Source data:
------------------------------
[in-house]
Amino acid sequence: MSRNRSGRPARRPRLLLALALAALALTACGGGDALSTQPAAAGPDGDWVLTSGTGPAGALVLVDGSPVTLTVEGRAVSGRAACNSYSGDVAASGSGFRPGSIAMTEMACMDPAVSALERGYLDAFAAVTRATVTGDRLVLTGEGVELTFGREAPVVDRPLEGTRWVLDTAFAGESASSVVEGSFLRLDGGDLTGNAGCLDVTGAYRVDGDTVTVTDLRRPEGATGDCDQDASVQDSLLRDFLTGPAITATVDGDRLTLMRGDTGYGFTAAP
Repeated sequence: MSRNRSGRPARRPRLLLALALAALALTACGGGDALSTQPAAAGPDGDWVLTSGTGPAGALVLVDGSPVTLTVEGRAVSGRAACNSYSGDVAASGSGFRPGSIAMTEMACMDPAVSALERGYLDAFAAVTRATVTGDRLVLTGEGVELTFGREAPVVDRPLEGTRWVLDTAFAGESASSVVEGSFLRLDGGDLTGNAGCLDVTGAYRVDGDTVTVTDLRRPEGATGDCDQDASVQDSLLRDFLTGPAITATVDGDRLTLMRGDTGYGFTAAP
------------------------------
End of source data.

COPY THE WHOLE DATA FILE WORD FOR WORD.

[in-house]
Amino acid sequence: MSRNRSGRPARRPRLLLALALAALALTACGGGDALSTQPAAAGPDGDWVLTSGTGPAGALVLVDGSPVTLTVEGRAVSGRAACNSYSGDVAASGSGFRPGSIAMTEMACMDPAVSALERGYLDAFAAVTRATVTGDRLVLTGEGVELTFGREAPVVDRPLEGTRWVLDTAFAGESASSVVEGSFLRLDGGDLTGNAGCLDVTGAYRVDGDTVTVTDLRRPEGATGDCDQDASVQDSLLRDFLTGPAITATVDGDRLTLMRGDTGYGFTAAP
Repeated sequence: MSRNRSGRPARRPRLLLALALAALALTACGGGDALSTQPAAAGPDGDWVLTSGTGPAGALVLVDGSPVTLTVEGRAVSGRAACNSYSGDVAASGSGFRPGSIAMTEMACMDPAVSALERGYLDAFAAVTRATVTGDRLVLTGEGVELTFGREAPVVDRPLEGTRWVLDTAFAGESASSVVEGSFLRLDGGDLTGNAGCLDVTGAYRVDGDTVTVTDLRRPEGATGDCDQDASVQDSLLRDFLTGPAITATVDGDRLTLMRGDTGYGFTAAP